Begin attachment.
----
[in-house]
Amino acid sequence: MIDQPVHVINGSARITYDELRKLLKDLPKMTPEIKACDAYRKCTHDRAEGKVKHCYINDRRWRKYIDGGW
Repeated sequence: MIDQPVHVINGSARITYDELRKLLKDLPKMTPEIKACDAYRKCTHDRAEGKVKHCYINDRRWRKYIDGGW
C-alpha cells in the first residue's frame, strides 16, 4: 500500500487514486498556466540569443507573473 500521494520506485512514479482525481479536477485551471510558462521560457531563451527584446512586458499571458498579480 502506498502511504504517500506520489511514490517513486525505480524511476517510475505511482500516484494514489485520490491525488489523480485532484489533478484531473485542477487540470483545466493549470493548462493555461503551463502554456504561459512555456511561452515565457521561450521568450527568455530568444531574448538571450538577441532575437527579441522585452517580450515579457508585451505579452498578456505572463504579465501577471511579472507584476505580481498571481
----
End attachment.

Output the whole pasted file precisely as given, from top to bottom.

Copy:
[in-house]
Amino acid sequence: MIDQPVHVINGSARITYDELRKLLKDLPKMTPEIKACDAYRKCTHDRAEGKVKHCYINDRRWRKYIDGGW
Repeated sequence: MIDQPVHVINGSARITYDELRKLLKDLPKMTPEIKACDAYRKCTHDRAEGKVKHCYINDRRWRKYIDGGW
C-alpha cells in the first residue's frame, strides 16, 4: 500500500487514486498556466540569443507573473 500521494520506485512514479482525481479536477485551471510558462521560457531563451527584446512586458499571458498579480 502506498502511504504517500506520489511514490517513486525505480524511476517510475505511482500516484494514489485520490491525488489523480485532484489533478484531473485542477487540470483545466493549470493548462493555461503551463502554456504561459512555456511561452515565457521561450521568450527568455530568444531574448538571450538577441532575437527579441522585452517580450515579457508585451505579452498578456505572463504579465501577471511579472507584476505580481498571481